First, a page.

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RRISD Needs to Prioritize Health Safety Over Personal Drama

January 14, 2022

Dr.+Hafedh+Azaiez+was+hired+in+June+2021+with+a+5-2+vote.+In+January%2C+the+RRISD+school+board+heeded+a+recommendation+from+the+Texas+Education+Agency+%28TEA%29++to+place+Azaiez+on+paid+administrative+leave.+Photo+courtesy+of+Donna+School+District.

Photo By Donna School District

Dr. Hafedh Azaiez was hired in June 2021 with a 5-2 vote. In January, the RRISD school board heeded a recommendation from the Texas Education Agency (TEA) to place Azaiez on paid administrative leave. Photo courtesy of Donna School District.

As school resumed in January, the emotion that marked students’ post-winter break return was uncertainty. As news of schools across the country beginning to go virtual spread alongside the COVID-19 Omicron variant, and teacher’s unions and districts began to clash over students’ eventual fate, the opportunity for the fresh start provided by the new year turned bleak. If before COVID-19 seemed like a faraway storm brewing on the horizon, the storm had now unceremoniously arrived on my doorstep. My classmates began to take sick days one by one, sometimes even disappearing in the middle of a lesson after receiving news of close COVID-19 contact.

As the question of whether or not RRISD students would be directed to go virtual seemed to hang in the air, I was reminded of the time two years ago when my spring break was extended indefinitely, seemingly out of nowhere. Though this time, the feeling was worse. This time, having already lived through the inexplicably isolating experience that was virtual schooling, I knew exactly what I would be losing from leaving the Westwood building for the rest of the year. As I passed through the hallways in between classes, I felt hounded by a feeling of dread. “I feel like we’re going to go home this weekend and just never come back,” a friend remarked to me.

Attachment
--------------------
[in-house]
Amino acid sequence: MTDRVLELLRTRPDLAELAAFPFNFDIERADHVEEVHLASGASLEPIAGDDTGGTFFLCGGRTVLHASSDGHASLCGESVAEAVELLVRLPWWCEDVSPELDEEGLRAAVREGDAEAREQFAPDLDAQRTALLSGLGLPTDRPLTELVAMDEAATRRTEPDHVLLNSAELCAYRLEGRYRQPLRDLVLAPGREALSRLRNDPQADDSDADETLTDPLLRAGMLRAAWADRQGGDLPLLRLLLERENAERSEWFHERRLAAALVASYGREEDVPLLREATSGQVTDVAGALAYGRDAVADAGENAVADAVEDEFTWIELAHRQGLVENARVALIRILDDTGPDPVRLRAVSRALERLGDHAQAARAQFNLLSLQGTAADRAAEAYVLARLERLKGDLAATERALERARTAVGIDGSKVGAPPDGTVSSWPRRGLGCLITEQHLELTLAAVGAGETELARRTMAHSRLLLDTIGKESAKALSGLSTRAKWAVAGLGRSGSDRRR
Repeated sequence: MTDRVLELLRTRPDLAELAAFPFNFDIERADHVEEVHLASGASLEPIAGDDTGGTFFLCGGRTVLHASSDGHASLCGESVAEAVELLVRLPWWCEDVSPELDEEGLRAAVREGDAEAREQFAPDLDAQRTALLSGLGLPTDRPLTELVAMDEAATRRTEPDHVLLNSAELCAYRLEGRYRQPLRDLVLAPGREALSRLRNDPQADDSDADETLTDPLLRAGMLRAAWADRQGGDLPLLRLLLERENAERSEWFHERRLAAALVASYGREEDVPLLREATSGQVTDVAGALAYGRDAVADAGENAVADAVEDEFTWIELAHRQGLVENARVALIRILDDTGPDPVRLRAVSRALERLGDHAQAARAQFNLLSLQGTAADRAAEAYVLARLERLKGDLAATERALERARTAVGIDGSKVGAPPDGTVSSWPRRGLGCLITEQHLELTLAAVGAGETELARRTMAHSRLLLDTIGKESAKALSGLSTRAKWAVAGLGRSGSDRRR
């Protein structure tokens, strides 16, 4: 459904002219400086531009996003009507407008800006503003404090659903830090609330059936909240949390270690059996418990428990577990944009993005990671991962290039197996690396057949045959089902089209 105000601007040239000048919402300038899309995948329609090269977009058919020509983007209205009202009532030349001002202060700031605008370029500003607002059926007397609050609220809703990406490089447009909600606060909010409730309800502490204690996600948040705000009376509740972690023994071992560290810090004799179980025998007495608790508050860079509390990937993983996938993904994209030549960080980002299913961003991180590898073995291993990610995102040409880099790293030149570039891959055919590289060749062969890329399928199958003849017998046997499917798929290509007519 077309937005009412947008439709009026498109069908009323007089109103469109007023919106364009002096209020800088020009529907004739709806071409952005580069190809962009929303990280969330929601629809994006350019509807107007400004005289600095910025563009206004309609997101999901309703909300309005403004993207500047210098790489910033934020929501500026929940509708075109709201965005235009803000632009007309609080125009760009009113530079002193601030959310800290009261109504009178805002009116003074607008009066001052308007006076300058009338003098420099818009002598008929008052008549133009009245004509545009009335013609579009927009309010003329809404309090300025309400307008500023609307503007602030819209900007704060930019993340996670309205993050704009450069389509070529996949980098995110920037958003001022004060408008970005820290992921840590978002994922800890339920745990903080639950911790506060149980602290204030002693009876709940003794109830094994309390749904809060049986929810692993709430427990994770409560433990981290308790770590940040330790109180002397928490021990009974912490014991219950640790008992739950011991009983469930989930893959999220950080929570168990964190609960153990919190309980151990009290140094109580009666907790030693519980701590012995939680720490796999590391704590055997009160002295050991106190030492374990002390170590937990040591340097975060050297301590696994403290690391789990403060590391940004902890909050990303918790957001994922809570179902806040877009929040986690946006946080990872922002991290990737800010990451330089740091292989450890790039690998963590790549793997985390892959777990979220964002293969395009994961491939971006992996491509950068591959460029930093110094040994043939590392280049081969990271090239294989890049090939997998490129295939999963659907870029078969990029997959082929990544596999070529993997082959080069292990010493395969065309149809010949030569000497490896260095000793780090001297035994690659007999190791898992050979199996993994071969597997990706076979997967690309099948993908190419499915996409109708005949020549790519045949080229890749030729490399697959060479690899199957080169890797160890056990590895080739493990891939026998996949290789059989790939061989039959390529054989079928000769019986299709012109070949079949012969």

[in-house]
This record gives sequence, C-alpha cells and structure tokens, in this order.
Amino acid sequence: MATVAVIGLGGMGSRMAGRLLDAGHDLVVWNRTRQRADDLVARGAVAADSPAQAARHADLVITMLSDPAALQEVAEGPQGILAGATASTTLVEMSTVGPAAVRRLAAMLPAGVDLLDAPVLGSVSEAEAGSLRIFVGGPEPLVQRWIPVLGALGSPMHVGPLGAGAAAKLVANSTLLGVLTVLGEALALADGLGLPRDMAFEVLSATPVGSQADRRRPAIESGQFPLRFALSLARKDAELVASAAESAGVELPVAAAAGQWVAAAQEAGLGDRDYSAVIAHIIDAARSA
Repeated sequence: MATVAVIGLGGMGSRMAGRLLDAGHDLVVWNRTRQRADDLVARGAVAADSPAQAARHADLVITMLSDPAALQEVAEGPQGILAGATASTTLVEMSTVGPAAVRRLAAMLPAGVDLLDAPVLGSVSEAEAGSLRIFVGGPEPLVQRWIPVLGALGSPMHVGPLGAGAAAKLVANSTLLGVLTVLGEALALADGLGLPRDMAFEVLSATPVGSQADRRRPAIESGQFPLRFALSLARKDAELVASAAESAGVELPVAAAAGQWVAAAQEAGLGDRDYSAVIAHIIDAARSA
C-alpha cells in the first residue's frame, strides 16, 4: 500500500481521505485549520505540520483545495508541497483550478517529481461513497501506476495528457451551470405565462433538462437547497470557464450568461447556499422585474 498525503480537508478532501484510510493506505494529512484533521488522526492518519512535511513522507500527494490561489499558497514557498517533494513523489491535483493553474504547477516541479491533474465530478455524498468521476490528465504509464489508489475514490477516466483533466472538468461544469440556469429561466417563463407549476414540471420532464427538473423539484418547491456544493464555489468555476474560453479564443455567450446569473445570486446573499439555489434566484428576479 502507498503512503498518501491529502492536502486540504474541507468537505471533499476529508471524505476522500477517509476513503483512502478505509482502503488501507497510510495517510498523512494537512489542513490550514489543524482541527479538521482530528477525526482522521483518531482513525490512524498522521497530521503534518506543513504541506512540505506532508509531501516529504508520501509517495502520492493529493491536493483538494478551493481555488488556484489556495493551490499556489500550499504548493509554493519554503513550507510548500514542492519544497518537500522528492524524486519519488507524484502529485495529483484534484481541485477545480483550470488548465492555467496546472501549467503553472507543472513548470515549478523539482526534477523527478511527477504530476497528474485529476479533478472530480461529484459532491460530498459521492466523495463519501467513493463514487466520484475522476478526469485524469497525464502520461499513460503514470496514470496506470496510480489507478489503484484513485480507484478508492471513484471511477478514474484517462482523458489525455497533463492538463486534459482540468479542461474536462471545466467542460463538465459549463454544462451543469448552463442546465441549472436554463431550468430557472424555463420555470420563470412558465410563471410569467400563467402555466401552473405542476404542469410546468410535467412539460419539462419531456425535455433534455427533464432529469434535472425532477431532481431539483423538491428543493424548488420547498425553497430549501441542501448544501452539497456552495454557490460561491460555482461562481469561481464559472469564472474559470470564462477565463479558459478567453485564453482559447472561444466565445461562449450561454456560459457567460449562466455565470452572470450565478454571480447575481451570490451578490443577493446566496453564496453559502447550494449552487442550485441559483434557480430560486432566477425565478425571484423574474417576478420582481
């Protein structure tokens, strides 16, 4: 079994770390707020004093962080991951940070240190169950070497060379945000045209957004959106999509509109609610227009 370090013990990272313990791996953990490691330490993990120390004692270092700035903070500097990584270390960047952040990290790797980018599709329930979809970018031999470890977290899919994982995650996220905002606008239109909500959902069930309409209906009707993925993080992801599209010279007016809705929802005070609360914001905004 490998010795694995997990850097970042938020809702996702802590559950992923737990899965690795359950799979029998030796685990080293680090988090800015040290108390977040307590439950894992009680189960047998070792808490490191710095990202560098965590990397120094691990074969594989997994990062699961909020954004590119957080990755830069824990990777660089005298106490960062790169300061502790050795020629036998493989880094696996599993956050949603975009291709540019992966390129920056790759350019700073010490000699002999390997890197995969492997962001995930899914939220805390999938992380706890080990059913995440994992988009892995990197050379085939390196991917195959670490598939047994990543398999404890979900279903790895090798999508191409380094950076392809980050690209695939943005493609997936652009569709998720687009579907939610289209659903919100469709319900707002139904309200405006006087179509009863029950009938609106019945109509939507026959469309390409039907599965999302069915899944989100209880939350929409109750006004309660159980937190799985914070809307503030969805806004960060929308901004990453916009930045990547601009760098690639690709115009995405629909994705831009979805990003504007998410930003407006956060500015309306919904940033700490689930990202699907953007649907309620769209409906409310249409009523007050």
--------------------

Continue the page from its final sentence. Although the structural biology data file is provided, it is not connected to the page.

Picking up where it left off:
While it would appear that students’ safety in their second semester would be the top priority given the situation we’re all living through, the RRISD school board seems, bewilderingly, to be occupied with more pressing matters. While students grapple with the idea that the ‘return to normalcy’ promised to us may be nothing but an illusion, the school board is occupied with an issue as confusing as it is concerning. On Thursday, Jan. 6, in the wake of a storm of rumors regarding assault allegations, the RRISD Board of Trustees heeded a recommendation from the Texas Education Agency (TEA) to place newly instated District Superintendent Dr. Hafedh Azaiez on leave while instituting Dr. Daniel Presley as acting superintendent in his place.

The situation is so murky that I feel it’s impossible to form an opinion based on available information. Two RRISD board members, Danielle Weston and Mary Bone, contest that the allegations against Azaiez were made available in an email to all board members early in the summer, before Azaiez was hired. However, in a statement to the Texas Scorecard in August, RRISD board officers Amy Weir, Amber Feller, and Tiffanie Harrison claimed that “the full Board [did] not [receive] any claims of assault or domestic violence from any alleged victim.” Similarly, an attorney for Azaiez issued a statement that no findings of assault were recorded on the temporary protective order issued against him. This, compounded with the complaints that Azaiez had been hired hastily, in a less-than-transparent manner, makes it clear to me that someone in RRISD leadership had decided to fall asleep at the wheel in a time that mattered most–I’m just not sure who.

I can’t be the judge of whether or not Azaiez is guilty or if his being put on leave is or isn’t in the district’s best interest. What I am sure of, though, is that in a time when students’ safety and well-being should be a priority like never before, it feels like we’ve been abandoned. These issues, if they were in fact brought to light before Azaiez was hired, should have been addressed long ago, instead of having him hired and in the process doing such a horrifying disservice to RRISD students, staff, and the alleged victim. And if the claims against the superintendent have been fabricated or embellished, as some other board members claim, then school board leadership needs to step up and end the pointless crusade instead of letting a vindictive fool’s errand continue to draw attention from students’ needs.

While the school board is tangled up in a confusing web of complexities and lies, students and staff across the district have no one to look to and appear to have absolutely no guidance regarding COVID-19 going into the new semester. RRISD is the district “where students can achieve everything they want to be.” This semester, RRISD students want to be safe. It’s time the school board helped us do that.

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